Ryan Reynolds Opened Up About The Severity Of His Struggle With Anxiety

Ryan Reynolds may not come off as someone who struggles with mental health, but the comedian and actor has had a lifelong battle with anxiety disorders.

This week, in an interview with The New York Times, the “Deadpool” actor admitted that his anxiety disorder sometimes is way darker than just “I’m anxious.” Journalist Cara Buckley described it as:

He gets wracked by dread and nausea before every talk-show appearance and becomes quite convinced he might die. During his ABC sitcom days, he chose to warm up the audience, partly to ingratiate himself, but mostly to redirect his panic or, as he describes it, “the energy of just wanting to throw up.” When we met at the Four Seasons here in Beverly Hills late one afternoon in April, he had barely eaten all day, because interviews for profiles make him crazy jittery too.

Reynolds commented on the matter saying:

“I have anxiety, I’ve always had anxiety. Both in the lighthearted ‘I’m anxious about this’ kind of thing, and I’ve been to the depths of the darker end of the spectrum, which is not fun.”

In his 20’s, Reynolds admitted that his anxiety was so bad–he only got through it by self-medicating.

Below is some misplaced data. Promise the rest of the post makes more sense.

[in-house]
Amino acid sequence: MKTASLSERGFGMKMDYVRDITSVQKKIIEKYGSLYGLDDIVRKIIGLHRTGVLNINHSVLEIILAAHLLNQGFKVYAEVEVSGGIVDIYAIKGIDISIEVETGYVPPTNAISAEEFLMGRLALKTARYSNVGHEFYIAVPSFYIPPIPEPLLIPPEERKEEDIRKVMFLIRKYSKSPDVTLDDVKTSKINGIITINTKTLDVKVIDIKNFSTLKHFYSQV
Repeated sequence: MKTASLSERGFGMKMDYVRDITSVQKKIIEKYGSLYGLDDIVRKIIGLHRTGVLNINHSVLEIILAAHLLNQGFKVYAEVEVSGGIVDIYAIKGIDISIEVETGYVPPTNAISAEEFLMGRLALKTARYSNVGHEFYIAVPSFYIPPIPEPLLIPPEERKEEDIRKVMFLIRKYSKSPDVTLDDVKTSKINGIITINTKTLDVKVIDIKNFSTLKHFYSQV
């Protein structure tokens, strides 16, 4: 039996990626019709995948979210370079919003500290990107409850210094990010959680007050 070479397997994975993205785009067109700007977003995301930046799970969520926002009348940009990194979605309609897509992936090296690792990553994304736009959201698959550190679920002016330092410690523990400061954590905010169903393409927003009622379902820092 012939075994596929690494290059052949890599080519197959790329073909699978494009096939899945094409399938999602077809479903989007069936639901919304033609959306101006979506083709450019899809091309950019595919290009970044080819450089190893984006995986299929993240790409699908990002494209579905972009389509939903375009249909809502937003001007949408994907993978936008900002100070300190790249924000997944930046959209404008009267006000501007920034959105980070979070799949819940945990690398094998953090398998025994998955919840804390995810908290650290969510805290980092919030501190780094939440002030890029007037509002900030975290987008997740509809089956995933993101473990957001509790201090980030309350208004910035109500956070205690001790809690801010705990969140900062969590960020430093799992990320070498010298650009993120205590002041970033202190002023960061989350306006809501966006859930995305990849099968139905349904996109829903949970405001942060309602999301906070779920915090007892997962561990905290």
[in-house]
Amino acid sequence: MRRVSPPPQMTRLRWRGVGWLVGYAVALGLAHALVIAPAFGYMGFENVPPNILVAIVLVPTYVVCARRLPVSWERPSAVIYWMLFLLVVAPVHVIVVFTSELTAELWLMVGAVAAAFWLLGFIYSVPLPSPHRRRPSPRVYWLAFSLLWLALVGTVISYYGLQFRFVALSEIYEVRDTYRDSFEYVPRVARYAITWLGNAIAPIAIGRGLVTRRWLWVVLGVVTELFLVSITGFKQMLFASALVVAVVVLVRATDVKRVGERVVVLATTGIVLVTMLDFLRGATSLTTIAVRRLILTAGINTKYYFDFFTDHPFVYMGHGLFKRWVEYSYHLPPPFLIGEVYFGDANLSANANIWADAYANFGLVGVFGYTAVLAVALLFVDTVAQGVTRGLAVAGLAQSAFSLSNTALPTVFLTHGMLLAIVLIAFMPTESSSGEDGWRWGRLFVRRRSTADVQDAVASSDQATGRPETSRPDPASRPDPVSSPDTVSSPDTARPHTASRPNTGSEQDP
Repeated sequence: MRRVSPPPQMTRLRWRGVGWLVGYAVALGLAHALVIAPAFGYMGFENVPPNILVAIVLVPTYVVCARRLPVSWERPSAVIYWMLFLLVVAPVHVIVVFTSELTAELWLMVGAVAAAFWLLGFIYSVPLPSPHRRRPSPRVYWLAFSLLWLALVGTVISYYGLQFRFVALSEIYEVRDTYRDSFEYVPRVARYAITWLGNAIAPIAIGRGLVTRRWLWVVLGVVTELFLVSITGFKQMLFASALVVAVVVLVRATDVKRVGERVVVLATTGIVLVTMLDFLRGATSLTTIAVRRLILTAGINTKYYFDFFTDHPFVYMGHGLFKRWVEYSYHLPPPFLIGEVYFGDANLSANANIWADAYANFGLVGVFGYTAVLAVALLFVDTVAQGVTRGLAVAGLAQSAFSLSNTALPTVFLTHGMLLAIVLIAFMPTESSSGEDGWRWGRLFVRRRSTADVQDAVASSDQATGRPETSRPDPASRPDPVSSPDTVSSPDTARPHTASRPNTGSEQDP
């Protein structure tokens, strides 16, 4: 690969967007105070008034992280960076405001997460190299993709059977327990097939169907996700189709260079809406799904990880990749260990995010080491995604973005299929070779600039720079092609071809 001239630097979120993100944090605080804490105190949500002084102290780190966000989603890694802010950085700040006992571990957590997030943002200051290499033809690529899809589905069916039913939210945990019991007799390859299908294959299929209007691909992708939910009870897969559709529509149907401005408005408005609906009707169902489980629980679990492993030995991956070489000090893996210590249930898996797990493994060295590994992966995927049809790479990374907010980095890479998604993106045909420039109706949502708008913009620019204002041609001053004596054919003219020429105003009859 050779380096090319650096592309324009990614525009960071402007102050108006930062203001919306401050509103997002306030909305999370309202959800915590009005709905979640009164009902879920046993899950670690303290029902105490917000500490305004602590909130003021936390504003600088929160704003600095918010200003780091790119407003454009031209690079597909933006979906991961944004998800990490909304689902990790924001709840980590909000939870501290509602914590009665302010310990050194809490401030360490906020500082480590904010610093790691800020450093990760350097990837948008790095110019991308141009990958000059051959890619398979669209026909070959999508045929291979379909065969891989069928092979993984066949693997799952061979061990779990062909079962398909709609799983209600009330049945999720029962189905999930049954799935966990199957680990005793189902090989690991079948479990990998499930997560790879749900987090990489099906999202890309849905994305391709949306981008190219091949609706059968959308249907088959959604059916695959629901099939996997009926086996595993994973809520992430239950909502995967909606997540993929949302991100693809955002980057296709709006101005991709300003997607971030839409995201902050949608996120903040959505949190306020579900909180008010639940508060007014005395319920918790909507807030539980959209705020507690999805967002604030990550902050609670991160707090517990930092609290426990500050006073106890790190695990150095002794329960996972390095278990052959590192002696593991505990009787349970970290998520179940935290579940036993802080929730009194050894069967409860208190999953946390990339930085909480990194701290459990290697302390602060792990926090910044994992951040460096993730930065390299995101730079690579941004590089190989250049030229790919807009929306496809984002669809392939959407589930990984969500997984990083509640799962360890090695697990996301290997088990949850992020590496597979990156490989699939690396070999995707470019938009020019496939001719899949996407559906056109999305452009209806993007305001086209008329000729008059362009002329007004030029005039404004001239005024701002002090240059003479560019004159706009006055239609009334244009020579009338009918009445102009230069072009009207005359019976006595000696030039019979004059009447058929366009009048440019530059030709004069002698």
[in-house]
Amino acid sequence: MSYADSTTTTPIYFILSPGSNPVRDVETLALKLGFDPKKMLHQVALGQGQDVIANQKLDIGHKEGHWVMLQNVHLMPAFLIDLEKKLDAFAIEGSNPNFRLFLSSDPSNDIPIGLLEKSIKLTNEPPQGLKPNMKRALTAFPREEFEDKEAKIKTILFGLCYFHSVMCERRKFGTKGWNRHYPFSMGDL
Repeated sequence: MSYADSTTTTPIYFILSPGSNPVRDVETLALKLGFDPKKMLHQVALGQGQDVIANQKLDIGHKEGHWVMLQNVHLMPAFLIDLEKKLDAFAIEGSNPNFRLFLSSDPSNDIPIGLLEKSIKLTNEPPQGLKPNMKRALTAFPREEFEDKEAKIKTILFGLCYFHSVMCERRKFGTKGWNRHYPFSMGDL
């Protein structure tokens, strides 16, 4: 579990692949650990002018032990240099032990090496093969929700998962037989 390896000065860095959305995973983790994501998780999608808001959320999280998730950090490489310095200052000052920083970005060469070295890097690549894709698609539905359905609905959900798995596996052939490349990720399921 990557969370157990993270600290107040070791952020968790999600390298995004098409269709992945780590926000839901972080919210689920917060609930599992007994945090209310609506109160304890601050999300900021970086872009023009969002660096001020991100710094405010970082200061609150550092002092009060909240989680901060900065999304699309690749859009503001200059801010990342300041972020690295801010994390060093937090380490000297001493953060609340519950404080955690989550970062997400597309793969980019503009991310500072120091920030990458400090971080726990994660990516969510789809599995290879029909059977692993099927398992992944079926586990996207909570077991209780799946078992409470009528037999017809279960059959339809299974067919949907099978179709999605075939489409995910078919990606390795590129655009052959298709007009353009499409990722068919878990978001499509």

While many would look at Reynold’s as an actor, father, husband, and all-around funny human being as being “happy” and “humorous at all times,” it’s pretty far from the reality of his life. He also recounts that his childhood was extremely stressful, which could have added to his mental health struggles as an adult. His father, Jim Reynolds, was the “stress dispensary in our house,” as Reynolds told The Times.

“I became this young skin-covered micro manager. When you stress out kids, there’s a weird paradox that happens because they’re suddenly taking on things that aren’t theirs to take on.”

Reynolds also says that his character, Deadpool, has been helping him cope with some of his anxiety issues immensely–by doing interviews in character. 

“When the curtain opens, I turn on this knucklehead, and he kind of takes over and goes away again once I walk off set. That’s that great self-defense mechanism. I figure if you’re going to jump off a cliff, you might as well fly.”

While he doesn’t necessarily put his mental health struggles on the forefront, opening up in the media about suffering from anxiety can have a huge effect on fans of the actor and comedian. The first step towards helping those with mental health disorders is normalizing the stigma of having them in the first place.